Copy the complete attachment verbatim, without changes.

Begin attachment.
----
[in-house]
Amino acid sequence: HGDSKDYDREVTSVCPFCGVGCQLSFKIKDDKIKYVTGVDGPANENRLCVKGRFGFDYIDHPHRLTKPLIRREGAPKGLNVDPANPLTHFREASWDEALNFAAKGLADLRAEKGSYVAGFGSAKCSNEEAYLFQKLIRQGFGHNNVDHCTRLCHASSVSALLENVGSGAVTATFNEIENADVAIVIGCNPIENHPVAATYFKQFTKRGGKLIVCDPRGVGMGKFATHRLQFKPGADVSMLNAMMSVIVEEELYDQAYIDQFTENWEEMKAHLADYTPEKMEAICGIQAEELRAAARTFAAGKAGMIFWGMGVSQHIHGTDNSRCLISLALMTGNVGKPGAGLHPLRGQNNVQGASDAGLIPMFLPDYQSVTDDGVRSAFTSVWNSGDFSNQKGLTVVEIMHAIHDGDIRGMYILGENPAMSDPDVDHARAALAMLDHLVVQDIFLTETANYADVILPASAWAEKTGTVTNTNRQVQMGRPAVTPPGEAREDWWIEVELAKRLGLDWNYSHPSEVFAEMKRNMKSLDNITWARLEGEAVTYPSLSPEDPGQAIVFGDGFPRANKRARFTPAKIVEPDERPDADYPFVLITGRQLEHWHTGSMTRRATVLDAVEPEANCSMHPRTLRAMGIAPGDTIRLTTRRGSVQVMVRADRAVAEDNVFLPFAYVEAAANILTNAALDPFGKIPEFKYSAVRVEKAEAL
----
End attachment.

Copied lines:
[in-house]
Amino acid sequence: HGDSKDYDREVTSVCPFCGVGCQLSFKIKDDKIKYVTGVDGPANENRLCVKGRFGFDYIDHPHRLTKPLIRREGAPKGLNVDPANPLTHFREASWDEALNFAAKGLADLRAEKGSYVAGFGSAKCSNEEAYLFQKLIRQGFGHNNVDHCTRLCHASSVSALLENVGSGAVTATFNEIENADVAIVIGCNPIENHPVAATYFKQFTKRGGKLIVCDPRGVGMGKFATHRLQFKPGADVSMLNAMMSVIVEEELYDQAYIDQFTENWEEMKAHLADYTPEKMEAICGIQAEELRAAARTFAAGKAGMIFWGMGVSQHIHGTDNSRCLISLALMTGNVGKPGAGLHPLRGQNNVQGASDAGLIPMFLPDYQSVTDDGVRSAFTSVWNSGDFSNQKGLTVVEIMHAIHDGDIRGMYILGENPAMSDPDVDHARAALAMLDHLVVQDIFLTETANYADVILPASAWAEKTGTVTNTNRQVQMGRPAVTPPGEAREDWWIEVELAKRLGLDWNYSHPSEVFAEMKRNMKSLDNITWARLEGEAVTYPSLSPEDPGQAIVFGDGFPRANKRARFTPAKIVEPDERPDADYPFVLITGRQLEHWHTGSMTRRATVLDAVEPEANCSMHPRTLRAMGIAPGDTIRLTTRRGSVQVMVRADRAVAEDNVFLPFAYVEAAANILTNAALDPFGKIPEFKYSAVRVEKAEAL